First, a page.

In the world of strategic asset allocation, or the buy and hold investing that I refer to in my book, there is no such thing as an individual investor finding a discounted security. In the fairy tale world of buy and hold, securities are considered to always be fairly priced due to an absurd notion called The Efficient Market Hypothesis. Because markets are always deemed to be fairly valued, there are no values to be found, and so investors should simply buy and hold securities in order to earn whatever returns the market will give them. In this context for buy and hold, investors are expected to believe that the historical average returns of markets are theirs for the taking, if they are only patient enough. Clearly, patience has not proven to be a very good investment strategy since the dot-com bubble burst in March of 2000. To put Ron Baron on the air as a spokesperson for buy and hold investing reflects a fundamental misunderstanding of what he does for a living and insults his reputation as a truly outstanding value investor. It is also an example of how the investment industry and the media crush individual investors with terrible investment advice. Baron, and Buffett, would throw-up at the notion that markets are always efficiently priced and that investors can earn historical average returns regardless of the price that they pay for a security. They are perfectly happy to buy and hold their discounted shares and wait for the rest of us to figure out what they already know about the fair value of the stocks in their portfolio.

Friday, August 26, 2011

What Goes Up…

Gold has been powering ahead and we watched in awe as our hedge worked fantastically over the last month. Stocks fell 17% but gold rose 21%, and this parabolic-esque move seemed too enticing to ignore. The price of gold stretched to 20% above its 200-day moving average which historically is a very overbought level. So we decided to act, reducing our gold target for the five models we run from 4% to 3%. The price of gold at the time of our sale was around $1775 per ounce (marked by the green line in the chart below). The next 7 trading days were hard to watch.

The rise continued, and I’m sure Ken was grinding his teeth since he was reluctant to sell. Our 3% position moved to $1917/ounce, an 8% move, during the trading day on August 22nd. The term gets used a lot today but gold was possibly entering bubble territory. That was 3 days and $158 dollars/ounce ago as gold fell to $1760. That is a two day, 9% move lower. What goes up, must come down, and many times it will plummet.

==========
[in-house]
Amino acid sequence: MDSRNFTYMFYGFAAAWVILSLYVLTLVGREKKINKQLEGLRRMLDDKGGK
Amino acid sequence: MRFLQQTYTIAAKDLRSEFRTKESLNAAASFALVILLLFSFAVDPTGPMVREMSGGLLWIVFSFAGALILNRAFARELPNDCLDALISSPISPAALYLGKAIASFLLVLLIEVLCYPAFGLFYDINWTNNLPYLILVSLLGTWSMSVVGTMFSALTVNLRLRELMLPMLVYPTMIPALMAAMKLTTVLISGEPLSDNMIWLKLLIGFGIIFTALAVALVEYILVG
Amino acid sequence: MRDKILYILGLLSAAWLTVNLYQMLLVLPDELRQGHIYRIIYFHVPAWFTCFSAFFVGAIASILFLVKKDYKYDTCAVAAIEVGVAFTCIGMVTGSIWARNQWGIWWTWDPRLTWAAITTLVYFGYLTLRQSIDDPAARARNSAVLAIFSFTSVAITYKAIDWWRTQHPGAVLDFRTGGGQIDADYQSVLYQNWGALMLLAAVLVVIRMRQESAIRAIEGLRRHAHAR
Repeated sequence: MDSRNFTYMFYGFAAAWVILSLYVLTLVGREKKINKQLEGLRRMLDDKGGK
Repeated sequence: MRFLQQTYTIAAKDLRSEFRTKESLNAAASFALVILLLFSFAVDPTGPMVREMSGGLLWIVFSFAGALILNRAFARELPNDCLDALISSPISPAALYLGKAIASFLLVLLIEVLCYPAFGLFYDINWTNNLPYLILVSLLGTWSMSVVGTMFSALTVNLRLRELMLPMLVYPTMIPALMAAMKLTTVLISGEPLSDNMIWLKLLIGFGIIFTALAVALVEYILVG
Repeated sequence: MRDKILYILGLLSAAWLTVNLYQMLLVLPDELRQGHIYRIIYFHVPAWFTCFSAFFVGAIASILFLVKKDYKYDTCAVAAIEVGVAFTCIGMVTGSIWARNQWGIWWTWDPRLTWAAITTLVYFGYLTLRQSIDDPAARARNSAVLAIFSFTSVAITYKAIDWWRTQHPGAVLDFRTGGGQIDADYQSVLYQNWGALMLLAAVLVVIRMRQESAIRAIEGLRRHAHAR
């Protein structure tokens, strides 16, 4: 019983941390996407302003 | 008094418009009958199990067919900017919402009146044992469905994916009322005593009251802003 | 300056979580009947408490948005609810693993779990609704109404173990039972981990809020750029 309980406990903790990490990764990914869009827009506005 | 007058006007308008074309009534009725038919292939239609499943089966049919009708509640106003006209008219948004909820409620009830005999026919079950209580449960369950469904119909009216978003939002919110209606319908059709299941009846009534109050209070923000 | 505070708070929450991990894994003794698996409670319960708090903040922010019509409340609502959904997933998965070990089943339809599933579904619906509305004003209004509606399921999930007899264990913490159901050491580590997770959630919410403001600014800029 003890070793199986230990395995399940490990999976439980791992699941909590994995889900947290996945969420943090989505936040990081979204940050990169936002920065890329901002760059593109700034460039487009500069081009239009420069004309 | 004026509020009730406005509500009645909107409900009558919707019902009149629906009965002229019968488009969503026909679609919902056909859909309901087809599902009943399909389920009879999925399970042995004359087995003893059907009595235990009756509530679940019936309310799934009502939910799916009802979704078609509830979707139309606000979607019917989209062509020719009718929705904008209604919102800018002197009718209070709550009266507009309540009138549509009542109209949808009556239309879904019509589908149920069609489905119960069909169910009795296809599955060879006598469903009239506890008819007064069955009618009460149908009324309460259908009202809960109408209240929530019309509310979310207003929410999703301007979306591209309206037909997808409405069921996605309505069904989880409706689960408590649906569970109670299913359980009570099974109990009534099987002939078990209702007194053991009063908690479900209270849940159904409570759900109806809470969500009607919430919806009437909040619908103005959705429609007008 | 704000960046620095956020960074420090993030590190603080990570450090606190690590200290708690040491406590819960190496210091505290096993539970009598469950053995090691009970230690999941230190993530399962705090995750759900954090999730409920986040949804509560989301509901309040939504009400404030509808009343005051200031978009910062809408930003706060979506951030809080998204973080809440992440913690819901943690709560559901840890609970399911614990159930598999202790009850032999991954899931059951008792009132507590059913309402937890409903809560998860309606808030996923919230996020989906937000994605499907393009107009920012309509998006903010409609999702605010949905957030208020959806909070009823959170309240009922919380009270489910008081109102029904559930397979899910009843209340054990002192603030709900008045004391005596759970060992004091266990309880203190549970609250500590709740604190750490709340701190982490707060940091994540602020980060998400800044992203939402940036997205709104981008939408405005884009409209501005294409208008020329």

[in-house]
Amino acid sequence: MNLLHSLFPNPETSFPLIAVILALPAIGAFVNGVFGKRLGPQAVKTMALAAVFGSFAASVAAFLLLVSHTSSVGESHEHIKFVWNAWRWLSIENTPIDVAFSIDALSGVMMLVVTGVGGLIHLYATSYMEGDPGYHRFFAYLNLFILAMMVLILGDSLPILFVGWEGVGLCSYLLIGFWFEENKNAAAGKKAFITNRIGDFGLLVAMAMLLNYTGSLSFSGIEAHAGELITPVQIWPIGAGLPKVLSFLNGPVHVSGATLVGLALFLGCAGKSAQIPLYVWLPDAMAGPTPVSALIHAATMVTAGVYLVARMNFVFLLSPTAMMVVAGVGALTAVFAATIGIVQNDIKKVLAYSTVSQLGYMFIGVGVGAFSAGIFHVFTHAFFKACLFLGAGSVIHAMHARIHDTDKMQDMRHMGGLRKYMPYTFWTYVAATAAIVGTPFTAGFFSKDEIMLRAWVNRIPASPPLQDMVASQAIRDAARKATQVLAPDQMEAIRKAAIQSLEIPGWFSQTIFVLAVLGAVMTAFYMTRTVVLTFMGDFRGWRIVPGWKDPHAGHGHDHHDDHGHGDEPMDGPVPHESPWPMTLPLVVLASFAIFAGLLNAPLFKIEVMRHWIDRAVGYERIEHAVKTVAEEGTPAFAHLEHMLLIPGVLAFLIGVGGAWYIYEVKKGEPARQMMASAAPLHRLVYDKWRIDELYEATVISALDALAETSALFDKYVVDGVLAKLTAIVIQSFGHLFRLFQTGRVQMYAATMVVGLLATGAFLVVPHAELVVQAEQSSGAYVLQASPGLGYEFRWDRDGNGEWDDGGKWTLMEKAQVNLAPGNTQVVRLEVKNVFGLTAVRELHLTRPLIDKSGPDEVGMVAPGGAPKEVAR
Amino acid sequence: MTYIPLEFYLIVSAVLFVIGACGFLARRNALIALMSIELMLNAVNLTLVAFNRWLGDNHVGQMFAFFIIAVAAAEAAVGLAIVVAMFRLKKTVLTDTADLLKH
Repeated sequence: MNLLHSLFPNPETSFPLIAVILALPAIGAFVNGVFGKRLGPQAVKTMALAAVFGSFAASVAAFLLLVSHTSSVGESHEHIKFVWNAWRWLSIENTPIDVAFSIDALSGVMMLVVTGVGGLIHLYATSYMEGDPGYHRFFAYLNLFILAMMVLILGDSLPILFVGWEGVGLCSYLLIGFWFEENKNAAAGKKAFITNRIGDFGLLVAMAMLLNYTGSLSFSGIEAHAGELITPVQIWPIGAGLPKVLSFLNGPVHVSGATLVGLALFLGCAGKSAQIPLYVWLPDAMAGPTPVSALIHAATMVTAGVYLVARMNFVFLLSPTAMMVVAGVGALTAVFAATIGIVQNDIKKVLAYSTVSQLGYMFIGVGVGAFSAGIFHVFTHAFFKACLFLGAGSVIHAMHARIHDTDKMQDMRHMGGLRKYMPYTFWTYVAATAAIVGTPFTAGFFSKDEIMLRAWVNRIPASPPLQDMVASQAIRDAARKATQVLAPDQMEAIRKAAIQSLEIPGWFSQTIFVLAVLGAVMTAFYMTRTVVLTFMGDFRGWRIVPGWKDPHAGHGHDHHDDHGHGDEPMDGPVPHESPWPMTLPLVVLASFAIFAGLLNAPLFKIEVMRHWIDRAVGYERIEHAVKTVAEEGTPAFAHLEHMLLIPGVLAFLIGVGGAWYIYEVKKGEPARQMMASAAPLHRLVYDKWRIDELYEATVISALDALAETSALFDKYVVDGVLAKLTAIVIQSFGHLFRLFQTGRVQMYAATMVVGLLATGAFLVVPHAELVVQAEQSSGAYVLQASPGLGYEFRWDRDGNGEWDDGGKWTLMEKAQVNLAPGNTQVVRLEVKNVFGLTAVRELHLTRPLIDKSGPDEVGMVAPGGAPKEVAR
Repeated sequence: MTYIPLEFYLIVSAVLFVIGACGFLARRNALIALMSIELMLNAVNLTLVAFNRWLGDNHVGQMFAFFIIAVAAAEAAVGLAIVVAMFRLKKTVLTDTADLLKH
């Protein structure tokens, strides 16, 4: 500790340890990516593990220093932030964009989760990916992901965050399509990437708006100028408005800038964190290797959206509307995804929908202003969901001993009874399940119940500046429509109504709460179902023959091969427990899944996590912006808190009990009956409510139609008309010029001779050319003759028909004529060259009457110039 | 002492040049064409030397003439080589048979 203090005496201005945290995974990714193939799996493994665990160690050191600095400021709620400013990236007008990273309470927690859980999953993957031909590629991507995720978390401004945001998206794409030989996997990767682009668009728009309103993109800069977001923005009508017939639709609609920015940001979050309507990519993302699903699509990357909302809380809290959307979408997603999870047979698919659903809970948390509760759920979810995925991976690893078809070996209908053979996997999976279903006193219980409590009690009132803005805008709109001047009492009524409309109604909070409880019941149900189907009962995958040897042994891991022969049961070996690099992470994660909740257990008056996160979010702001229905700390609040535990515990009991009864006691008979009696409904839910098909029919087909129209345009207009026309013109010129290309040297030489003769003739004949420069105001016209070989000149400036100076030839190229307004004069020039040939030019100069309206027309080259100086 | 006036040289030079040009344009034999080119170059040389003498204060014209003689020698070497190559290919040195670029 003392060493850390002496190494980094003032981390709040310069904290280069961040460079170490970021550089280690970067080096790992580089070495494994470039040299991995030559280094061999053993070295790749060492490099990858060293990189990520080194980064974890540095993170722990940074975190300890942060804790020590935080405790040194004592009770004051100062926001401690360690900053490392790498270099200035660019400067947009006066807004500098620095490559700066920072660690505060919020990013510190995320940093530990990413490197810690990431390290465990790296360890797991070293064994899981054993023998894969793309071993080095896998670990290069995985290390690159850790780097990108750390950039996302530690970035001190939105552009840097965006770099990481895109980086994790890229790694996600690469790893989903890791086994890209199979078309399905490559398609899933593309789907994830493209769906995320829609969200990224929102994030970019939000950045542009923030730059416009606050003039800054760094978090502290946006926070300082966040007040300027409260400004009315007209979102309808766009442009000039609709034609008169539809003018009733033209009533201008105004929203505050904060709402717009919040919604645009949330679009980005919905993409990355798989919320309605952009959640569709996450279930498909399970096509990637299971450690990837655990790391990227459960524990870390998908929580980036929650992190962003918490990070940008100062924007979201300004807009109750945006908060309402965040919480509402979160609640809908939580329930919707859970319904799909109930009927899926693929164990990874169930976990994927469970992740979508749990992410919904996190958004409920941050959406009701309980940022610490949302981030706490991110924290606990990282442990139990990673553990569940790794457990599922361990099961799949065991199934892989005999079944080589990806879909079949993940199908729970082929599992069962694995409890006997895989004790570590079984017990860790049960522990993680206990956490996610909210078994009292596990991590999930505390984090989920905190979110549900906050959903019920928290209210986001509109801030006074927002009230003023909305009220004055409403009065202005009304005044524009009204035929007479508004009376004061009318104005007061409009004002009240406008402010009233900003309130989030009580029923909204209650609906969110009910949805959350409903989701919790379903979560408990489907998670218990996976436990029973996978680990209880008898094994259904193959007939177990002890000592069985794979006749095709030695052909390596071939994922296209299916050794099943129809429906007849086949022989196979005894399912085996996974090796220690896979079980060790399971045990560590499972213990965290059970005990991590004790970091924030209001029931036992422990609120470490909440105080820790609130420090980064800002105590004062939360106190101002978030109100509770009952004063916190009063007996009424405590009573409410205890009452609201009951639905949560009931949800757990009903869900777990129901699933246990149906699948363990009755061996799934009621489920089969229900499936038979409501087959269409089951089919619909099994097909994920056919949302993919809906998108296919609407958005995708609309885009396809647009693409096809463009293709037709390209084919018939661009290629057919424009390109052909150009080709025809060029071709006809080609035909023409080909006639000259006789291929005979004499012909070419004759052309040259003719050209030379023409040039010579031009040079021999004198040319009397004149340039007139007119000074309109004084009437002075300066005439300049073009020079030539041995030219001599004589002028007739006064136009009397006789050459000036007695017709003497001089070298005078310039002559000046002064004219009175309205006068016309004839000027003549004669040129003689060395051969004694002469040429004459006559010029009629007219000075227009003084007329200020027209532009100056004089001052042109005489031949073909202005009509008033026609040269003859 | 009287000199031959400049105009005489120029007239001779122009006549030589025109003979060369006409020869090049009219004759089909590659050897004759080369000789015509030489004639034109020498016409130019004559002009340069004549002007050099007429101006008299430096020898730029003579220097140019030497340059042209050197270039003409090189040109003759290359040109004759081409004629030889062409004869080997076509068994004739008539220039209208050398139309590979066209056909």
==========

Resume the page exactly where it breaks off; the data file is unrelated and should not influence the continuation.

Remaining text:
This parabolic rise and quick fall is eerily similar to the movement of silver in April and May. Silver lost 25% of its value falling from $40/ounce to $30/ounce in a few weeks. If gold follows that pattern the price could fall to $1450/ounce. That is not our base case but we did feel the rapid rise needed to be addressed.  Now that it's falling, we may be looking for an opportunity to increase our position again. You have to love tactical management!

Tuesday, August 23, 2011

The Day the Fed Put Died?

“I went down to the sacred store
Where I’d heard the music years before,
But the man there said the music wouldn’t play”
Don McLean – American Pie

Ken wrote a timely blog yesterday regarding the upcoming Federal Reserve meeting in Jackson Hole later this week, and how markets might be gaming the possibility of more monetary stimulus to be unveiled. Beyond the Fed’s upcoming rhetoric, I’ve been wondering lately whether the Fed is out of policy options that will have a real effect on business cycles and markets going forward. After all, short-term interest rates have been pegged at zero for some time and two unconventional quantitative easing programs have been enacted.  Yet, none of it has ended the liquidity trap that the economy appears to be in. In short, despite heroic efforts by this Federal Reserve to bring the horse to water, it simply refuses to drink.

Over the past couple of decades, investors have grown to count on the Fed to enact countercyclical policies in times of economic and market stress, and the muscle memory of the markets is programmed to believe that more Fed stimulus leads to higher asset values. But could we be in the midst of a sea change occurring regarding the value of Fed policy? In other words, has the Fed simply run out of bullets? Jackson Hole should give us some clues about the likelihood that Chairman Bernanke will attempt to ride to Wall Street’s rescue one more time. But regardless of whether or not the Fed delivers QE3 on Friday, I think the bigger question to wrestle with is does the Fed still have effective tools it can use to create sweet music for the markets, or are we living through the era that the "Fed put” died? Only time will tell.

Monday, August 22, 2011

Gaming the Jackson Hole Economic Summit